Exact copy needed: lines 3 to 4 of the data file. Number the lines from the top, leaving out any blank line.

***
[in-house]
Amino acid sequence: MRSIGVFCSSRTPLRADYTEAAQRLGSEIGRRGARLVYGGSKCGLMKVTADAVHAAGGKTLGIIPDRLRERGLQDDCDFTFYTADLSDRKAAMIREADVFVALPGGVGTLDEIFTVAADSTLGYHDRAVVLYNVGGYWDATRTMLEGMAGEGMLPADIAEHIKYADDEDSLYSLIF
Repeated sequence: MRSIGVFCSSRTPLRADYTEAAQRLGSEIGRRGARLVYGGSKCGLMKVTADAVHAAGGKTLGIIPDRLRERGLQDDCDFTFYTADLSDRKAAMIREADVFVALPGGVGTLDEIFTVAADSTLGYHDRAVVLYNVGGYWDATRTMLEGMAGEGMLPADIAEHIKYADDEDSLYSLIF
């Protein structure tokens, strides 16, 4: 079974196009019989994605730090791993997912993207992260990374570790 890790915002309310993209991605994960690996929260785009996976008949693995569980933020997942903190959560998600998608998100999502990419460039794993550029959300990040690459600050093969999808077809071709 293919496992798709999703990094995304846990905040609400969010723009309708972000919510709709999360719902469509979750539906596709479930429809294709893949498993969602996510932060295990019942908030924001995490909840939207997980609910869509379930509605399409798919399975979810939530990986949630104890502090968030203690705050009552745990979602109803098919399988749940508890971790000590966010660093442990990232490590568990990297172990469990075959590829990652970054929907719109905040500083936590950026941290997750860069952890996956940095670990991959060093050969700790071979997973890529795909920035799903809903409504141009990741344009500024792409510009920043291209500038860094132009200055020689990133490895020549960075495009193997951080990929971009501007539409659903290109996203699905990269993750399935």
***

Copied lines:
Repeated sequence: MRSIGVFCSSRTPLRADYTEAAQRLGSEIGRRGARLVYGGSKCGLMKVTADAVHAAGGKTLGIIPDRLRERGLQDDCDFTFYTADLSDRKAAMIREADVFVALPGGVGTLDEIFTVAADSTLGYHDRAVVLYNVGGYWDATRTMLEGMAGEGMLPADIAEHIKYADDEDSLYSLIF
């Protein structure tokens, strides 16, 4: 079974196009019989994605730090791993997912993207992260990374570790 890790915002309310993209991605994960690996929260785009996976008949693995569980933020997942903190959560998600998608998100999502990419460039794993550029959300990040690459600050093969999808077809071709 293919496992798709999703990094995304846990905040609400969010723009309708972000919510709709999360719902469509979750539906596709479930429809294709893949498993969602996510932060295990019942908030924001995490909840939207997980609910869509379930509605399409798919399975979810939530990986949630104890502090968030203690705050009552745990979602109803098919399988749940508890971790000590966010660093442990990232490590568990990297172990469990075959590829990652970054929907719109905040500083936590950026941290997750860069952890996956940095670990991959060093050969700790071979997973890529795909920035799903809903409504141009990741344009500024792409510009920043291209500038860094132009200055020689990133490895020549960075495009193997951080990929971009501007539409659903290109996203699905990269993750399935």